I was going to do a real yadda, yadda, yadda post about Thanksgiving, but something really interesting happened to me on the way home from work today: A random male came up to me and tried to punch me in my face. He looked harmless until he came up to me and said, "See this face? You make it mad, and you'll get this," sounding like some villain from when cartoons were worth watching and holding his fist up. At the exact moment I stepped away he leaned toward me and swung, barely missing my face. Not wanting him to sniff out my fear the way a shark sniffs blood, I stepped around him as nonchalantly as possible. Inside my mind I panicked.
And then I remembered I carry a taser in my purse. And a switch-blade. Because this is not the first time a man has tried to attack me on the way to or from work. Since I paid money for it I should use it. Swiftly I took it out of my purse. Just as I was going to light him up with a jolt that sent him straight to Arkansas he took off. That was my afternoon.
While this incident took a total of fifteen seconds to play itself out, it rattled me for the rest of the afternoon. I know I'm supposed to be learning how to shake things off and letting them go. If it didn't kill me I'm supposed to learn from it. At the present time I've only learned one thing from that experience: I need to carry my taser in my hand on my way home, even in broad daylight. It takes too long to take it out of my purse. Whatever I was supposed to learn from it I didn't, because a seed of anger surpassed the lesson and then took root inside of me.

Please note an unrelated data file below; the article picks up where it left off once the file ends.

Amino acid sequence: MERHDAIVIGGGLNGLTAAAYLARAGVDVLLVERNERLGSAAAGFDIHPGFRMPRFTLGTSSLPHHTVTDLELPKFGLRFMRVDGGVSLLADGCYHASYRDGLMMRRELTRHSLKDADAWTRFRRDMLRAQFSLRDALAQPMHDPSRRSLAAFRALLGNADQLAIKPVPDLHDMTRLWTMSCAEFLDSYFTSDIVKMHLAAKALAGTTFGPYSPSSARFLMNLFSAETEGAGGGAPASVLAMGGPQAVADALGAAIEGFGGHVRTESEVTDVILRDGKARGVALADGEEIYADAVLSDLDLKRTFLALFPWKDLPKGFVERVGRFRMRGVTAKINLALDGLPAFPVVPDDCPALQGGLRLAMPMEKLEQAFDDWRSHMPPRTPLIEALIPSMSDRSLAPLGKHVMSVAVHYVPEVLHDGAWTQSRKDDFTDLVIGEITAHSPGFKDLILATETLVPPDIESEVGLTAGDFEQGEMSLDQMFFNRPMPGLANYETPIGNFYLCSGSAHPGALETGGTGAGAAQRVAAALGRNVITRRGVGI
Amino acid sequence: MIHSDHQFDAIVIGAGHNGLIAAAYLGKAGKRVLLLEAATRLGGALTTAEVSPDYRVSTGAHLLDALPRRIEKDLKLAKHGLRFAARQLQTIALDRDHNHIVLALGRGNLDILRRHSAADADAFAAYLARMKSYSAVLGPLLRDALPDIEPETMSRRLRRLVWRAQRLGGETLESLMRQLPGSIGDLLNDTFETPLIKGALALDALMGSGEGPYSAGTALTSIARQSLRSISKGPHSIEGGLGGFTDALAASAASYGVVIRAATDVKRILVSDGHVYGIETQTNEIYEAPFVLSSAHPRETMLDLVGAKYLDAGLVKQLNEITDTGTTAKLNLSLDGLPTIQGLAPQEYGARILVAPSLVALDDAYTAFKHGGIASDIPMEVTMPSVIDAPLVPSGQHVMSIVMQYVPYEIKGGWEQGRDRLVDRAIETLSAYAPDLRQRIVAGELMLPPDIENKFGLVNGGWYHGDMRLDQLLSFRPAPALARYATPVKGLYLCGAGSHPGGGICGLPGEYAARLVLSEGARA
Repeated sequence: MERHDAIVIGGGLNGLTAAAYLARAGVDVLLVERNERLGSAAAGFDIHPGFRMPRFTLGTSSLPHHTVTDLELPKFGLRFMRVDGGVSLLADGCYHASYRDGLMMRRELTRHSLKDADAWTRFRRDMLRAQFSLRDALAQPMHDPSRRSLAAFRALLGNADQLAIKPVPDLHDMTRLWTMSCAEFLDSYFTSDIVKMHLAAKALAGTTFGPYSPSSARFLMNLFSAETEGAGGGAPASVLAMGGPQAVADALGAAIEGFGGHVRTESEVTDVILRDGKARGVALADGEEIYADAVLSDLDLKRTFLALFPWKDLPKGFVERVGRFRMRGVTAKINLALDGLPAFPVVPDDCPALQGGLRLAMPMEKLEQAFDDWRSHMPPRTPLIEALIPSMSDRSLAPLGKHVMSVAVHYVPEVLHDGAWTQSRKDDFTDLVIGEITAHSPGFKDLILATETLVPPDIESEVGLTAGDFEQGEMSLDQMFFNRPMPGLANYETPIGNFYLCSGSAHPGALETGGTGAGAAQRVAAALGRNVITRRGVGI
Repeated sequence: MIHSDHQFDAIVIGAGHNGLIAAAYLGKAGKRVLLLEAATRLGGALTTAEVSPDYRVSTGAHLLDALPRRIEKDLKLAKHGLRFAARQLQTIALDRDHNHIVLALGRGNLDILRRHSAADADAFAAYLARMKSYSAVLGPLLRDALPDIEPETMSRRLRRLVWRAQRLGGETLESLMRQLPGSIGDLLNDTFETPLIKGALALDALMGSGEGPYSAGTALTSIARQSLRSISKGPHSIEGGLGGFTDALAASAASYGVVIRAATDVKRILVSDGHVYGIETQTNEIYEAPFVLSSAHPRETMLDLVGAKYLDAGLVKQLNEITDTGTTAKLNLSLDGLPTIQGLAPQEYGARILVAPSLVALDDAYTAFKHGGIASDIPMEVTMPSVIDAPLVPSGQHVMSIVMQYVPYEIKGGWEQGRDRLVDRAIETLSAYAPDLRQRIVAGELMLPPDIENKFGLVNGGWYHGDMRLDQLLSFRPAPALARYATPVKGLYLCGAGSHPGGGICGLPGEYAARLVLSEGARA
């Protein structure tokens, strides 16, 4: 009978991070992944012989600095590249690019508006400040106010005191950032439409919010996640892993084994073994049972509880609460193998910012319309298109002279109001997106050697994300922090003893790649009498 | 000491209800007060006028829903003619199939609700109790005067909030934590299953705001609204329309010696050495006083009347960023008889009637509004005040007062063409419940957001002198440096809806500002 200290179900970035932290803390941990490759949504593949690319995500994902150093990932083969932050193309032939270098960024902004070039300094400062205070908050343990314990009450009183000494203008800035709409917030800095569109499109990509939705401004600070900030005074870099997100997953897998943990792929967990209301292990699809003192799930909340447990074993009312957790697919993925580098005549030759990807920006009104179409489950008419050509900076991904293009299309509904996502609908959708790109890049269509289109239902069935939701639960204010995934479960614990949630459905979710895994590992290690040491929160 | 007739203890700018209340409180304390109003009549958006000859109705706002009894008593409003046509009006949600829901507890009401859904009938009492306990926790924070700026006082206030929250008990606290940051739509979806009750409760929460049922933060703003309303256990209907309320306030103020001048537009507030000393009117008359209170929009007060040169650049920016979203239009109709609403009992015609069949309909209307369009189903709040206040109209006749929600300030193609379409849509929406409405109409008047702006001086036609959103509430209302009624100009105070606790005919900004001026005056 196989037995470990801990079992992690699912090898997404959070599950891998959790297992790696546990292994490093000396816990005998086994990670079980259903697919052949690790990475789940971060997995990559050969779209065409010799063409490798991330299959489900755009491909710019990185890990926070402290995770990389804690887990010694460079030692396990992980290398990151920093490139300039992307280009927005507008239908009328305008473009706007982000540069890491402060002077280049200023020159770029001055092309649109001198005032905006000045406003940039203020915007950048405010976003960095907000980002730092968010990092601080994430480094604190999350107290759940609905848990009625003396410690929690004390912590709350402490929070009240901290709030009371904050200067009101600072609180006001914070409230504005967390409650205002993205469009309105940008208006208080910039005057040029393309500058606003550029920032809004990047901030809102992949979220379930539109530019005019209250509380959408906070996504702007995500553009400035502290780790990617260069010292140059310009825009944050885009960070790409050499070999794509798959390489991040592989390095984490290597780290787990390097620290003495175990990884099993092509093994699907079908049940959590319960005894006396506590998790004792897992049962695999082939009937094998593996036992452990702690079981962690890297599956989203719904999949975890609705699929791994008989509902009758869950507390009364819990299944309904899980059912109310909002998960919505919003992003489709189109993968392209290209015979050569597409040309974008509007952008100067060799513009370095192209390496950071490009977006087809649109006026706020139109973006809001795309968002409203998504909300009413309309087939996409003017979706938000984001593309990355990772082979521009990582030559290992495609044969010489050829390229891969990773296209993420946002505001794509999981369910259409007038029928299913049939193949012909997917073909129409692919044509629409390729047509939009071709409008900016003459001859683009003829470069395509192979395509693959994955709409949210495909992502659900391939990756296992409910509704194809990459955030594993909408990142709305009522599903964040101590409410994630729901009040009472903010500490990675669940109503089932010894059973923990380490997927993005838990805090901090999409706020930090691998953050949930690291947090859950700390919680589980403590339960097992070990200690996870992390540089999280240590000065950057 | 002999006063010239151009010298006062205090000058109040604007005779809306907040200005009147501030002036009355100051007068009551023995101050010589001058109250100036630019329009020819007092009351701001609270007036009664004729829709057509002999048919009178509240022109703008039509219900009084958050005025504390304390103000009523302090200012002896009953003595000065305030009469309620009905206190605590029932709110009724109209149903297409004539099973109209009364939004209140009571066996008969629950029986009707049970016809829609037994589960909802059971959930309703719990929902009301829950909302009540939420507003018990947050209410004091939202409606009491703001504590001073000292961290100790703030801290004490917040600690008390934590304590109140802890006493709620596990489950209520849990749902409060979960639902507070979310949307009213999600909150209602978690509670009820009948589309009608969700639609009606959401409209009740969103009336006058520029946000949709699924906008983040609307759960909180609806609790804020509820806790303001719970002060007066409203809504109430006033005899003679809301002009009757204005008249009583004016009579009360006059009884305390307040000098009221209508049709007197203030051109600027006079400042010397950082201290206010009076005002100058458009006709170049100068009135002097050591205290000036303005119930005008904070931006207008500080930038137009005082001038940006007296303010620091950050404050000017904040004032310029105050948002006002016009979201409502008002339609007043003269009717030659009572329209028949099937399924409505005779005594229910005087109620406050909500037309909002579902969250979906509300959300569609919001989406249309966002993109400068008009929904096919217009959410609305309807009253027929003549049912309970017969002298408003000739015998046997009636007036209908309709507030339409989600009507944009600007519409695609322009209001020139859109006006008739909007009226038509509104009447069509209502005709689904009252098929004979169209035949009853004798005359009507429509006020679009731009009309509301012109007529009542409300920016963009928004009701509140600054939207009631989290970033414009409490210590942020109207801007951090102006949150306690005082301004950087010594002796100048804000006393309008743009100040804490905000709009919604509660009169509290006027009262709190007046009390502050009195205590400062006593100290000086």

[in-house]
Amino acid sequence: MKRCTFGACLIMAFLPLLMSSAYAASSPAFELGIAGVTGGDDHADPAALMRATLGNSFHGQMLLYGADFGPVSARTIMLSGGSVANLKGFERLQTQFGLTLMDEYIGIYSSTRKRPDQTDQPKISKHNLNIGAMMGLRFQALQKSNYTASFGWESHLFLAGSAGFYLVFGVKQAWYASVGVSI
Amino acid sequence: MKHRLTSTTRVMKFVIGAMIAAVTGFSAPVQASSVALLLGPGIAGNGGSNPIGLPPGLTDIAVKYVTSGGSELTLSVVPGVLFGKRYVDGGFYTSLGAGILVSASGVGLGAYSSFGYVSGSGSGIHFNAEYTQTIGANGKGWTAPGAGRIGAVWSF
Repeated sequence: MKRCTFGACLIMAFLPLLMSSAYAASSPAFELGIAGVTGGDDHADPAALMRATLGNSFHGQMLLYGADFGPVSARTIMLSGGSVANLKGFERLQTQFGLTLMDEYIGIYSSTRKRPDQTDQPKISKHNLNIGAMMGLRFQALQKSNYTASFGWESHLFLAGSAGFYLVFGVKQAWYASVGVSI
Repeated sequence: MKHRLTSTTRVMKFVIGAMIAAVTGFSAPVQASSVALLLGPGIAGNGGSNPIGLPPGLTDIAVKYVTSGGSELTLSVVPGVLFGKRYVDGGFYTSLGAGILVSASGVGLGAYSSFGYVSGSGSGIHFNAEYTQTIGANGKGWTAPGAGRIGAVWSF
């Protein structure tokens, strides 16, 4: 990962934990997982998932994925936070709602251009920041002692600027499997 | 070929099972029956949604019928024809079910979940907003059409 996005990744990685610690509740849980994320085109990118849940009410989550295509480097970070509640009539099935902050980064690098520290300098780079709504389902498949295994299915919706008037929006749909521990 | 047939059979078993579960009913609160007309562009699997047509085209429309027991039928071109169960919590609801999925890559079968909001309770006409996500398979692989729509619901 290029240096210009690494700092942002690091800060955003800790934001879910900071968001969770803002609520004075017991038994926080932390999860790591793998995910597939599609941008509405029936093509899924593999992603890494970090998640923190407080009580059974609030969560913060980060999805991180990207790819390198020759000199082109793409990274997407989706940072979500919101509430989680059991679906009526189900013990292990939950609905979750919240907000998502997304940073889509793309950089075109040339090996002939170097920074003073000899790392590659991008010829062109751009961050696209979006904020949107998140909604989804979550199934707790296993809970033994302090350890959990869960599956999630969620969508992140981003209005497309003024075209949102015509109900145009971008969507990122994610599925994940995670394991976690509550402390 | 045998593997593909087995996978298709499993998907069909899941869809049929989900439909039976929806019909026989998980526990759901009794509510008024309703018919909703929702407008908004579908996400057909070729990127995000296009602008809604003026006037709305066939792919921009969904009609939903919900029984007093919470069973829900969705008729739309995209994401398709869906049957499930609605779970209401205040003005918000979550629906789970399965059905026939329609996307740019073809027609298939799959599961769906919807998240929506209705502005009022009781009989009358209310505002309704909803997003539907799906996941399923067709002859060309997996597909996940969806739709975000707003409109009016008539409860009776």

Understandably so, I was angry at the man for violating my personal space and threatening my safety at first. Then he became a small part of a big picture. I was angry at so-and-so for not being there to pick me up from work. I was angry at this male for not being there to protect me. I was angry at my oldest son's father for never being a part of our family unit. I was mad at my ex-wusband for being an asshole, thus making me divorce him. Had he been there he would have beaten the crap out of the man on the street. I was angry at my father for leaving me when I turned 9, because now I can never trust another man when he tells me he's never going to leave me again, and the man on the streets confirmed that men can't be trusted. As the anger grew the source of my anger became obsolete. He was no longer a part of the picture. I was kicking every man I ever knew out of my life. If it was a man I dismissed a long time ago I mentally brought him back into my life just to ban him from it again. My brother texted me. It took everything in me not to throw my phone across the room. He owned a penis; he was the enemy. A simple text asking me to come home turned him into the enemy. My warped, anger-possessed mind converted his missing me into him not wanting me to improve my life or get my degree. That anger sky-rocketed to the point of no return.